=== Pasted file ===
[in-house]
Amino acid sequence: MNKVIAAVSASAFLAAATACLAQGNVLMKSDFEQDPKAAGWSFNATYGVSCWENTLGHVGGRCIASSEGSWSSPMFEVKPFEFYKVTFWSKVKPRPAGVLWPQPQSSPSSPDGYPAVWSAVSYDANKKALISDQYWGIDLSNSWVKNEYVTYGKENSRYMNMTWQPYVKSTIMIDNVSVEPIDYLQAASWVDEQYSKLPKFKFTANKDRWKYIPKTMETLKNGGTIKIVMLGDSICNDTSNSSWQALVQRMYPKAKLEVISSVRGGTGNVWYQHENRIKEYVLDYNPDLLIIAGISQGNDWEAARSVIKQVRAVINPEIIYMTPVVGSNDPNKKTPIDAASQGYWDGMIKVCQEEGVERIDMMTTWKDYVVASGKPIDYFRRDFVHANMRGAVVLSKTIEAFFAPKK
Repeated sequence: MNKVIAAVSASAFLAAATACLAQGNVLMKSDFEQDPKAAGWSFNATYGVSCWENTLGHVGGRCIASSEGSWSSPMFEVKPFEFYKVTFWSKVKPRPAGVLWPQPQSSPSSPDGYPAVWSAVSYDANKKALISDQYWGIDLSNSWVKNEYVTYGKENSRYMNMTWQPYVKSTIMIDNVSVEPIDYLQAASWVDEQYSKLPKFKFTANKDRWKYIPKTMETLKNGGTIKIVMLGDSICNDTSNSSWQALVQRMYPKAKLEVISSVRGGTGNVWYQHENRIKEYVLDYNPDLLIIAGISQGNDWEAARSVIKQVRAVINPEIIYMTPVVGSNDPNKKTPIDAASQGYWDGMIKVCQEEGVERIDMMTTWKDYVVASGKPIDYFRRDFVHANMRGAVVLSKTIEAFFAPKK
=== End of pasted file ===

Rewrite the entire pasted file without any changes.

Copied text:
[in-house]
Amino acid sequence: MNKVIAAVSASAFLAAATACLAQGNVLMKSDFEQDPKAAGWSFNATYGVSCWENTLGHVGGRCIASSEGSWSSPMFEVKPFEFYKVTFWSKVKPRPAGVLWPQPQSSPSSPDGYPAVWSAVSYDANKKALISDQYWGIDLSNSWVKNEYVTYGKENSRYMNMTWQPYVKSTIMIDNVSVEPIDYLQAASWVDEQYSKLPKFKFTANKDRWKYIPKTMETLKNGGTIKIVMLGDSICNDTSNSSWQALVQRMYPKAKLEVISSVRGGTGNVWYQHENRIKEYVLDYNPDLLIIAGISQGNDWEAARSVIKQVRAVINPEIIYMTPVVGSNDPNKKTPIDAASQGYWDGMIKVCQEEGVERIDMMTTWKDYVVASGKPIDYFRRDFVHANMRGAVVLSKTIEAFFAPKK
Repeated sequence: MNKVIAAVSASAFLAAATACLAQGNVLMKSDFEQDPKAAGWSFNATYGVSCWENTLGHVGGRCIASSEGSWSSPMFEVKPFEFYKVTFWSKVKPRPAGVLWPQPQSSPSSPDGYPAVWSAVSYDANKKALISDQYWGIDLSNSWVKNEYVTYGKENSRYMNMTWQPYVKSTIMIDNVSVEPIDYLQAASWVDEQYSKLPKFKFTANKDRWKYIPKTMETLKNGGTIKIVMLGDSICNDTSNSSWQALVQRMYPKAKLEVISSVRGGTGNVWYQHENRIKEYVLDYNPDLLIIAGISQGNDWEAARSVIKQVRAVINPEIIYMTPVVGSNDPNKKTPIDAASQGYWDGMIKVCQEEGVERIDMMTTWKDYVVASGKPIDYFRRDFVHANMRGAVVLSKTIEAFFAPKK